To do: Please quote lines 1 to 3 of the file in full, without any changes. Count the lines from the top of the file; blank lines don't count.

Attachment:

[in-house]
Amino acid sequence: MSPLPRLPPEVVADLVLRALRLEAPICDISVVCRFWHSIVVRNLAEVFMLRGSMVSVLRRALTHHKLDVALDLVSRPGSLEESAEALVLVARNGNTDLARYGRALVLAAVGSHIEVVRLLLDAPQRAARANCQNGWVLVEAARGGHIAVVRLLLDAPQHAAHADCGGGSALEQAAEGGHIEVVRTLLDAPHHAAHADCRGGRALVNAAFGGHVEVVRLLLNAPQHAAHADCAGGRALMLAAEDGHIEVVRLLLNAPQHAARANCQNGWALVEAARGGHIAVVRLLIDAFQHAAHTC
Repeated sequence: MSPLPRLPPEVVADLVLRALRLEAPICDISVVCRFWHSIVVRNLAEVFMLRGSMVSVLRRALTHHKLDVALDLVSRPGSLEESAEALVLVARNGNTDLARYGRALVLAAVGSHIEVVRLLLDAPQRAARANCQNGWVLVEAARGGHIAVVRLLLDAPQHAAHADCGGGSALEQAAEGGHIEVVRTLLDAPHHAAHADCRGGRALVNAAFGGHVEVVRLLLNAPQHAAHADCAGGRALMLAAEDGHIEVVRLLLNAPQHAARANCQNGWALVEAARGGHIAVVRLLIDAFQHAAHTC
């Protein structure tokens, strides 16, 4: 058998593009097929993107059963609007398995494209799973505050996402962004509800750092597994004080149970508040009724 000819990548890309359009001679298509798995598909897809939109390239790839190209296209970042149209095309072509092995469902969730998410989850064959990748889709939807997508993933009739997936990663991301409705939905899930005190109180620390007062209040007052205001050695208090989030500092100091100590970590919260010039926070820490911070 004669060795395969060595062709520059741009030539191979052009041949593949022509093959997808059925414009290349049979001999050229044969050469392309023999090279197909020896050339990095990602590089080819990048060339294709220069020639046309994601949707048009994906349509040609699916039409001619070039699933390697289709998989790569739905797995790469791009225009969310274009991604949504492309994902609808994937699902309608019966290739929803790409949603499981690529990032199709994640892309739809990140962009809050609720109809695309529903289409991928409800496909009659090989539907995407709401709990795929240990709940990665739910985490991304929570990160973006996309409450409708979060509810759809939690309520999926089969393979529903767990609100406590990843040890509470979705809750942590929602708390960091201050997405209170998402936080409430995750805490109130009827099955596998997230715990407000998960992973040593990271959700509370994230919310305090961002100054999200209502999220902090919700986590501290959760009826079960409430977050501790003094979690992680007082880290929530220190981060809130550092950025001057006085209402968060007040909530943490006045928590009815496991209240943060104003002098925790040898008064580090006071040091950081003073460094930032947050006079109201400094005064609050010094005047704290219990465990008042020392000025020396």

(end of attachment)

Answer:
[in-house]
Amino acid sequence: MSPLPRLPPEVVADLVLRALRLEAPICDISVVCRFWHSIVVRNLAEVFMLRGSMVSVLRRALTHHKLDVALDLVSRPGSLEESAEALVLVARNGNTDLARYGRALVLAAVGSHIEVVRLLLDAPQRAARANCQNGWVLVEAARGGHIAVVRLLLDAPQHAAHADCGGGSALEQAAEGGHIEVVRTLLDAPHHAAHADCRGGRALVNAAFGGHVEVVRLLLNAPQHAAHADCAGGRALMLAAEDGHIEVVRLLLNAPQHAARANCQNGWALVEAARGGHIAVVRLLIDAFQHAAHTC
Repeated sequence: MSPLPRLPPEVVADLVLRALRLEAPICDISVVCRFWHSIVVRNLAEVFMLRGSMVSVLRRALTHHKLDVALDLVSRPGSLEESAEALVLVARNGNTDLARYGRALVLAAVGSHIEVVRLLLDAPQRAARANCQNGWVLVEAARGGHIAVVRLLLDAPQHAAHADCGGGSALEQAAEGGHIEVVRTLLDAPHHAAHADCRGGRALVNAAFGGHVEVVRLLLNAPQHAAHADCAGGRALMLAAEDGHIEVVRLLLNAPQHAARANCQNGWALVEAARGGHIAVVRLLIDAFQHAAHTC